I'm in the process of planning the restart of coppicing at the farm where I live. The farm is an old vicarage and has been active since 1818. The woodlands around here have been mostly neglected for some time, I'd guess at least 40 years, probably more. I still see signs of coppicing, some clear as day, but most of it can have other, though unlikely, reasons.
I have done some coppice training before, and have som references for it; so I'm confident in my ability to do the work. What I don't have is information about how long the rotations for different trees are and also what trees are good, mediocre and bad at coppicing.
So far I've found signs of coppicing on alder (alnus incana), some acers, ash, hazel, oak, salix/willow. I've also found signs of coppicing on a hedge of birch, though I keep seeing internet people being very adamant that birch is uncoppiceable.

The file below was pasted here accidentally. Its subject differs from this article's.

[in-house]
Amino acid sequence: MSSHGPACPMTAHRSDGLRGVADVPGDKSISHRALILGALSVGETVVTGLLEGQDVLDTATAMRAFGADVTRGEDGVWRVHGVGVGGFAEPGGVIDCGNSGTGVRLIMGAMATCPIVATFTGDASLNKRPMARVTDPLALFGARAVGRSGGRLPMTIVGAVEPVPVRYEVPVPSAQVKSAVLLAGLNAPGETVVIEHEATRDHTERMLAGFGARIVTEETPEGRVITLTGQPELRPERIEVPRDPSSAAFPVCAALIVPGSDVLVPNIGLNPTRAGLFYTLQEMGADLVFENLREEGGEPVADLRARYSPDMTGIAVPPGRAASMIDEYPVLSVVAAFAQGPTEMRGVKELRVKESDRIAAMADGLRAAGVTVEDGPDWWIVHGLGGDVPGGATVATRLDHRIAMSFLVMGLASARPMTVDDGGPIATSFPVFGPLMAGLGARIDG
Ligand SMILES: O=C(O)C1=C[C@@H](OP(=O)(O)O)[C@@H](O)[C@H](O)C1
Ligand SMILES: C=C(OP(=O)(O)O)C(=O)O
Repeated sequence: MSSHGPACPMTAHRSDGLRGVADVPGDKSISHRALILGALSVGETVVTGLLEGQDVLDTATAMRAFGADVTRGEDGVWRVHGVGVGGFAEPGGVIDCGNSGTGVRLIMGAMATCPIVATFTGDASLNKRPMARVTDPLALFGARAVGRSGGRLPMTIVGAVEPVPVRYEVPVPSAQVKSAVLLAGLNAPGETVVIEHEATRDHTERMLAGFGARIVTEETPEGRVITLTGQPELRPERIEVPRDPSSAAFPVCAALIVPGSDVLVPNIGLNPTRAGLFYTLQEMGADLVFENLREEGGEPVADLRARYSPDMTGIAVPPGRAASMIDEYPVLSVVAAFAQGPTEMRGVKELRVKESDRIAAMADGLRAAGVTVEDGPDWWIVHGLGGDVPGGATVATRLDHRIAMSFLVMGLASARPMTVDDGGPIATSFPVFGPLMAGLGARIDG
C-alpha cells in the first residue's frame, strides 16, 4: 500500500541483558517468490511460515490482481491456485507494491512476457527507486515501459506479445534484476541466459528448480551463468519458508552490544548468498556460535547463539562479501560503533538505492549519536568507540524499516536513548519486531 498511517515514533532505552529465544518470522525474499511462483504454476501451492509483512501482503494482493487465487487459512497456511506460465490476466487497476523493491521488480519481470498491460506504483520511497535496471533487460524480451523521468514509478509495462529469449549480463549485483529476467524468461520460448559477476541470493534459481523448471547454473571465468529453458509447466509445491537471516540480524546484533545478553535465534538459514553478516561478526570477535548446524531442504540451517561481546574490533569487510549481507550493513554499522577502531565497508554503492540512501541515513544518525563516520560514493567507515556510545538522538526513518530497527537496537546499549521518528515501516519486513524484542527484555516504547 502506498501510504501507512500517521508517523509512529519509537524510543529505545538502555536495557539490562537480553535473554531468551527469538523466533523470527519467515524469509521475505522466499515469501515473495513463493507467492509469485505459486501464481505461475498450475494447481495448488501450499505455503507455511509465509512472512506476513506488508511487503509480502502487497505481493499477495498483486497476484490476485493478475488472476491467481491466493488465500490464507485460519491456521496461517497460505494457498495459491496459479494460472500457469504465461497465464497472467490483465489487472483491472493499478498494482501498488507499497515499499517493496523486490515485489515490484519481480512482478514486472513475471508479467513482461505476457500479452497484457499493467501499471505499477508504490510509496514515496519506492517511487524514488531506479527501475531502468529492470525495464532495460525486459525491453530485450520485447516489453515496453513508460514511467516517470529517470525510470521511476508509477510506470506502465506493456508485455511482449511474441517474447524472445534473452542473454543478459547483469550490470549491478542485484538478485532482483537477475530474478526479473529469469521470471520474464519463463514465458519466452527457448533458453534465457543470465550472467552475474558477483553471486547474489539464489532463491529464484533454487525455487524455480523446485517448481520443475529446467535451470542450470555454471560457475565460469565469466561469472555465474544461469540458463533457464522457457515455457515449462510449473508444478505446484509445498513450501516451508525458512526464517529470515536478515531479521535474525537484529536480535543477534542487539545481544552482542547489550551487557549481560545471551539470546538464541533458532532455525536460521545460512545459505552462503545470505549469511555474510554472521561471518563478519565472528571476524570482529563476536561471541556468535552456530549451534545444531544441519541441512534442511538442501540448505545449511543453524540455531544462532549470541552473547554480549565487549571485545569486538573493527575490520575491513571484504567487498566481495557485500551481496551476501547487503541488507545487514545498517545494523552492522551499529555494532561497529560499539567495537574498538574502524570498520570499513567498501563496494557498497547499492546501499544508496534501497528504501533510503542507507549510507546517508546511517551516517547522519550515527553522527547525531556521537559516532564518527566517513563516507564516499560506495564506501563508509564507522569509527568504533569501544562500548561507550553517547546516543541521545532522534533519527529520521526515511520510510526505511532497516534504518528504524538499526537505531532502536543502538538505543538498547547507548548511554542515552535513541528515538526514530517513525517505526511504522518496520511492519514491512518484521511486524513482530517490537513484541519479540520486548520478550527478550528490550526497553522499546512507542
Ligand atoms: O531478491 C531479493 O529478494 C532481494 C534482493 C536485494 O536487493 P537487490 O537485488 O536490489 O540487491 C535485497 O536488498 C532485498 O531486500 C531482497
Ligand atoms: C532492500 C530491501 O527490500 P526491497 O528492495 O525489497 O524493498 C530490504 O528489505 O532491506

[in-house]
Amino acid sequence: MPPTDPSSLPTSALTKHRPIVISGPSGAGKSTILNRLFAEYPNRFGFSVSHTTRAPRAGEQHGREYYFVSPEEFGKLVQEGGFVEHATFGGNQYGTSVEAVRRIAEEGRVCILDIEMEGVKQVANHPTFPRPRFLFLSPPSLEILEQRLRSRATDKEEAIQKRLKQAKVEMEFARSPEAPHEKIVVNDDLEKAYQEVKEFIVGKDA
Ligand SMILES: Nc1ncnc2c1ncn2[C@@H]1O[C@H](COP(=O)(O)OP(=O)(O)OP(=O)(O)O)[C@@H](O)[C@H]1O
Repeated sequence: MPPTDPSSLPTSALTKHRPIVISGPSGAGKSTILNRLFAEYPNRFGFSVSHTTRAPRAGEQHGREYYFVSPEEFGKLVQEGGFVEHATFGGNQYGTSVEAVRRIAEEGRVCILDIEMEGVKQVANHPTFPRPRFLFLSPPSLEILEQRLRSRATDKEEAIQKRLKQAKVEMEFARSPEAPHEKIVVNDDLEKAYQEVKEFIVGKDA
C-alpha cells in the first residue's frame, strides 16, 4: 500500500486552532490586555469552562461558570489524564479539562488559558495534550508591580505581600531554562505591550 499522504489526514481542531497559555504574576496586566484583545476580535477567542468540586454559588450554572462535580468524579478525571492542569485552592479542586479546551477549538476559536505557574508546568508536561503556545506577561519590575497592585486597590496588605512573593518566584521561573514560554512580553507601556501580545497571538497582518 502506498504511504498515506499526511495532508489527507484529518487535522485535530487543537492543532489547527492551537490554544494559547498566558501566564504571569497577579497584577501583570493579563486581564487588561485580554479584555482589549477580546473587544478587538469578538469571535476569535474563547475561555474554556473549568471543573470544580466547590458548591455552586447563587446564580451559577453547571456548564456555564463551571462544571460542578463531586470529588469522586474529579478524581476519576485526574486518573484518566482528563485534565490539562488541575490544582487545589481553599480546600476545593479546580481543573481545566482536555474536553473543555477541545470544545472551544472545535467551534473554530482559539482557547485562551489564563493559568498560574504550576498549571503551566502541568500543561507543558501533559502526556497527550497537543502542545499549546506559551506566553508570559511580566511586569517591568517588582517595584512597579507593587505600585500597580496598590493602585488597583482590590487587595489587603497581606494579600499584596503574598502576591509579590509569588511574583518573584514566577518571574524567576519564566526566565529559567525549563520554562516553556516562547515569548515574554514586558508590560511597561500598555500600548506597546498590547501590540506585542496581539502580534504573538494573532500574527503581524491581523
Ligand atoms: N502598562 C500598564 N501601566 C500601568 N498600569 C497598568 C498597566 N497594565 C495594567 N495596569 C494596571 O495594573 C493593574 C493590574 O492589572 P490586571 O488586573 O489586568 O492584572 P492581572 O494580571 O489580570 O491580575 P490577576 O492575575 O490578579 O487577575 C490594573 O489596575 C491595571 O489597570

This is in Eidanger, south part of Norway. I did my training in Scotland and participated in reforesting Scotland back then, the climate here is quite similar to Scotland, tiny bit more snow, but less wind. So temperatures are comparable.
TLDR: I need data on rotation time and species applicability for coppicing, specifically for these: alder/alnus incana, acer spp., ash/fraxinus excelsior, hazel/coryllus avellana, oak/quercus spp., willow/salix spp., birch/betula spp..
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